To quantitatively study the pore size and pore throat distribution, we need to envisage a physically based conceptual model to describe the pore structures of permeable stones. The most commonly used model is the socalled capillary model (Pittman, 1992; Rezaee et al., 2012; Schmitt et al., 2013), which approximates the connected pores as many parallel capillaries. Capillary forces are generated at the phase interface due to the surface tension between the solid and liquid phases when liquid flows in a capillary. The capillary force is directed toward the concave liquid level. It was shown by Washburn (1921) that
where P_{c} is the capillary force, σ is the solid–liquid interfacial tension, θ is the wet angle between the liquid and the solid surface, and r is the radius of curvature in the capillary.
Since mercury is a nonwetting phase to solids, to get mercury into the pores of the permeable stone, an external force (or displacement pressure) must be applied to overcome the capillary force. When a greater pressure is applied, the mercury can enter smaller pores. When a certain pressure is applied, the injection pressure is equivalent to the capillary pressure in the corresponding pore. Therefore, we can calculate the corresponding capillary radius according to Eq. (4), where the volume of mercury injected is the pore volume.
By continuously increasing the injection pressure, one can obtain the curve of injection pressure versus the volume of injected mercury, from which one can also obtain the porethroat distribution curve and the capillary pressure curve. Based on the amount of mercury injected at different injection pressures, the relation between the injection pressure and the injection saturation can be derived, and is shown in Fig. 6.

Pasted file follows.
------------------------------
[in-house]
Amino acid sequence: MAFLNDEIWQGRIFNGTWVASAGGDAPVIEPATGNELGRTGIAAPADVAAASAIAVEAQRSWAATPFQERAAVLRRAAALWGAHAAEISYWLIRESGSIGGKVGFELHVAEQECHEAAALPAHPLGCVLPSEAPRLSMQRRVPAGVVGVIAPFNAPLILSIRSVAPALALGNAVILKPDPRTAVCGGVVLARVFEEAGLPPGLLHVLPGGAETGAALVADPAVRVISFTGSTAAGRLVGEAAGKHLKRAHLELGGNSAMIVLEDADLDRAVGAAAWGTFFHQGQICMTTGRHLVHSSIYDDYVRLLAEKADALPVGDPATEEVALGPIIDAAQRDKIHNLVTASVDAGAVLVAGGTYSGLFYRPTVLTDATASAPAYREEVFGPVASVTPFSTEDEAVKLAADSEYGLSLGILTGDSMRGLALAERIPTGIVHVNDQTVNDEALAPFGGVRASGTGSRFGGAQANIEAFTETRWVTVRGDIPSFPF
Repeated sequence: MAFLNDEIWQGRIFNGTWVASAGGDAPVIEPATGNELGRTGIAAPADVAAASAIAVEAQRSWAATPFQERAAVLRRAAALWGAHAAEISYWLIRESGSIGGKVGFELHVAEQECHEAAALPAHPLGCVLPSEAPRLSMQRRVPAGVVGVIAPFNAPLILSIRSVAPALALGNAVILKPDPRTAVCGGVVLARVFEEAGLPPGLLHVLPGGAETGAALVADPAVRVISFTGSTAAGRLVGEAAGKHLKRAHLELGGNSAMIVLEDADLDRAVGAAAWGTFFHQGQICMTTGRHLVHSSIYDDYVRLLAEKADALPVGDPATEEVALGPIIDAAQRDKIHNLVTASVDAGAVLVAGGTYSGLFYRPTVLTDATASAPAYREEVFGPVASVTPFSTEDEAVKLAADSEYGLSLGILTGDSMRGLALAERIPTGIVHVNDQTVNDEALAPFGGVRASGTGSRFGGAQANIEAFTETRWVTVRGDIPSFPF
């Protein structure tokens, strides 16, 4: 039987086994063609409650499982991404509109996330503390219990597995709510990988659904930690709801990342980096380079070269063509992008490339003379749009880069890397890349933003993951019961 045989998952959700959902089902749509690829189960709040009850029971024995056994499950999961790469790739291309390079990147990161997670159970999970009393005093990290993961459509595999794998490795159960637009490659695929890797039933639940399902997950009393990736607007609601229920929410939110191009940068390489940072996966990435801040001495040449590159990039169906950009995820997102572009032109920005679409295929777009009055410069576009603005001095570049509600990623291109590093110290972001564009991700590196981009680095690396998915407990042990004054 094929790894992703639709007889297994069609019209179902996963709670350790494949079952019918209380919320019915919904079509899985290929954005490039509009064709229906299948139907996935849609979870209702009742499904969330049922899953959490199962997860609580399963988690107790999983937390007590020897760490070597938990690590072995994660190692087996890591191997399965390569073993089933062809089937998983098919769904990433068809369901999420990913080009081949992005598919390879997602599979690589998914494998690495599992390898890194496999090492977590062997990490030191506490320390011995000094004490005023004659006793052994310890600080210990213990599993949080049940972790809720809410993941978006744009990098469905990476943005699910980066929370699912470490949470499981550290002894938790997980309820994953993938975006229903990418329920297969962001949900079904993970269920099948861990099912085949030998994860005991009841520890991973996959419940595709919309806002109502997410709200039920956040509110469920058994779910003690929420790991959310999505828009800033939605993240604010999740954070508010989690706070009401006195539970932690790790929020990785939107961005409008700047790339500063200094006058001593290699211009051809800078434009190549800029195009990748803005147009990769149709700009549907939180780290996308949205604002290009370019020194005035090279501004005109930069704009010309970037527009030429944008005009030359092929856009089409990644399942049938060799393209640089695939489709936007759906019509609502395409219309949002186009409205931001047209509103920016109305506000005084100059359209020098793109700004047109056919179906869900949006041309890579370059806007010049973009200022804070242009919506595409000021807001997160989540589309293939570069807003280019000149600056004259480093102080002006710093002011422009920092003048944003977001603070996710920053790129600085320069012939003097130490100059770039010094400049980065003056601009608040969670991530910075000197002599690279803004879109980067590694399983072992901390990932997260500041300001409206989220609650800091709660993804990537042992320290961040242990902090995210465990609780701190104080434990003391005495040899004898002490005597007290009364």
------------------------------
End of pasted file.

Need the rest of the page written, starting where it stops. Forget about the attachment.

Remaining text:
Figure 6 shows that the mercury injection curve can be divided into three stages. Firstly, during the initial stage (A–B), which has a very mild slope, the intake pressure is very small and the intake saturation is also very low. With increasing injection pressure, the intake saturation slowly increases. Secondly, during the intermediate mercury entry stage (B–C), which has a steep slope, a small pressure change will lead to a significant saturation change. This means that the pores are relatively uniform and the differences in pore size are small. It is well known that for mercury injection experiments, as the injection pressure increases, the injection saturation will gradually increase, and eventually all the pores will be filled with mercury. As can be seen from Fig. 7, with the continuous injection of mercury, the pressures in permeable stones with different particle sizes vary with the saturation, which is reflected in the different pressures P_{B} and P_{C} observed at different stages. However, the reason that different pressures are observed is the different pore size distributions of the permeable stones. Therefore, the pressure ratio of B to C (${P}_{\mathrm{C}}/{P}_{\mathrm{B}}$) can be used as one of the criteria to characterize the poresize heterogeneity in porous media. Also, when the saturation reaches 50 %, the corresponding pressure value (P_{50}) reflects the characteristics of the mean pore size; a larger P_{50} leads to a larger mean pore size. Finally, during the end stage (C–D), which has a very mild slope as well, the amount of mercury does not increase considerably when the injection pressure increases. This indicates that nearly all the pores are essentially filled with mercury, so the mercury injection experiment is complete. After completing the mercury injection experiments, we obtain the mercury injection curves of the four permeable stones with different particle sizes, as shown in Fig. 7.